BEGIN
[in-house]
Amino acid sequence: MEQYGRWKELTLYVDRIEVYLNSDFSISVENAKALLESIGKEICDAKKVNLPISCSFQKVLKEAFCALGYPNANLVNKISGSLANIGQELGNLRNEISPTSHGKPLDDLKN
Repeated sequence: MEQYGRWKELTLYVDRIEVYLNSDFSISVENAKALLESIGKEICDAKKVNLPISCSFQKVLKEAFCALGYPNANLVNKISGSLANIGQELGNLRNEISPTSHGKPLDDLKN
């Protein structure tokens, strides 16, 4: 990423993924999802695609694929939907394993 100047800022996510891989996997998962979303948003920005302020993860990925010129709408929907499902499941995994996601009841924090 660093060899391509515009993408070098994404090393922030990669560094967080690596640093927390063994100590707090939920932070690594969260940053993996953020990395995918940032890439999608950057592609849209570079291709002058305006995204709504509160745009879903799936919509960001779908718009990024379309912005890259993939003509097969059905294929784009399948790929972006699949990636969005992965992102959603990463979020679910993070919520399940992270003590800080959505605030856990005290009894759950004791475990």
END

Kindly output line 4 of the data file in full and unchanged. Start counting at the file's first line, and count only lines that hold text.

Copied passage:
């Protein structure tokens, strides 16, 4: 990423993924999802695609694929939907394993 100047800022996510891989996997998962979303948003920005302020993860990925010129709408929907499902499941995994996601009841924090 660093060899391509515009993408070098994404090393922030990669560094967080690596640093927390063994100590707090939920932070690594969260940053993996953020990395995918940032890439999608950057592609849209570079291709002058305006995204709504509160745009879903799936919509960001779908718009990024379309912005890259993939003509097969059905294929784009399948790929972006699949990636969005992965992102959603990463979020679910993070919520399940992270003590800080959505605030856990005290009894759950004791475990």